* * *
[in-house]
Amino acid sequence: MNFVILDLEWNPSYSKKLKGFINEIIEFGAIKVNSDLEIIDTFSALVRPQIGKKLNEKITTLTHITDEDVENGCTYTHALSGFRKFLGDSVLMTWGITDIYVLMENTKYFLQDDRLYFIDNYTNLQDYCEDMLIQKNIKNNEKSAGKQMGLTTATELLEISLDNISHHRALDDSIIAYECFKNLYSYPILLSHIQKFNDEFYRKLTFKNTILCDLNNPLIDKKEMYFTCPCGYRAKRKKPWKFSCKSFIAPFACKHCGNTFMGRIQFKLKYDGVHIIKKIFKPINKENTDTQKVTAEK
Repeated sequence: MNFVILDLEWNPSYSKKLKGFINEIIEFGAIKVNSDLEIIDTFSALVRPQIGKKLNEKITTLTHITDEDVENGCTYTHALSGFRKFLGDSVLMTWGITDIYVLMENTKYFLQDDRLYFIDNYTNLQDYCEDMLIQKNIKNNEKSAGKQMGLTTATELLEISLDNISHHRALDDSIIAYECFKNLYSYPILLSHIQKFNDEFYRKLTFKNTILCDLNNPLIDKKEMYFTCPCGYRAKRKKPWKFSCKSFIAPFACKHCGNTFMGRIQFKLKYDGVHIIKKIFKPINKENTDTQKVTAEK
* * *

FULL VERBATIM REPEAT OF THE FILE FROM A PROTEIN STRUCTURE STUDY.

[in-house]
Amino acid sequence: MNFVILDLEWNPSYSKKLKGFINEIIEFGAIKVNSDLEIIDTFSALVRPQIGKKLNEKITTLTHITDEDVENGCTYTHALSGFRKFLGDSVLMTWGITDIYVLMENTKYFLQDDRLYFIDNYTNLQDYCEDMLIQKNIKNNEKSAGKQMGLTTATELLEISLDNISHHRALDDSIIAYECFKNLYSYPILLSHIQKFNDEFYRKLTFKNTILCDLNNPLIDKKEMYFTCPCGYRAKRKKPWKFSCKSFIAPFACKHCGNTFMGRIQFKLKYDGVHIIKKIFKPINKENTDTQKVTAEK
Repeated sequence: MNFVILDLEWNPSYSKKLKGFINEIIEFGAIKVNSDLEIIDTFSALVRPQIGKKLNEKITTLTHITDEDVENGCTYTHALSGFRKFLGDSVLMTWGITDIYVLMENTKYFLQDDRLYFIDNYTNLQDYCEDMLIQKNIKNNEKSAGKQMGLTTATELLEISLDNISHHRALDDSIIAYECFKNLYSYPILLSHIQKFNDEFYRKLTFKNTILCDLNNPLIDKKEMYFTCPCGYRAKRKKPWKFSCKSFIAPFACKHCGNTFMGRIQFKLKYDGVHIIKKIFKPINKENTDTQKVTAEK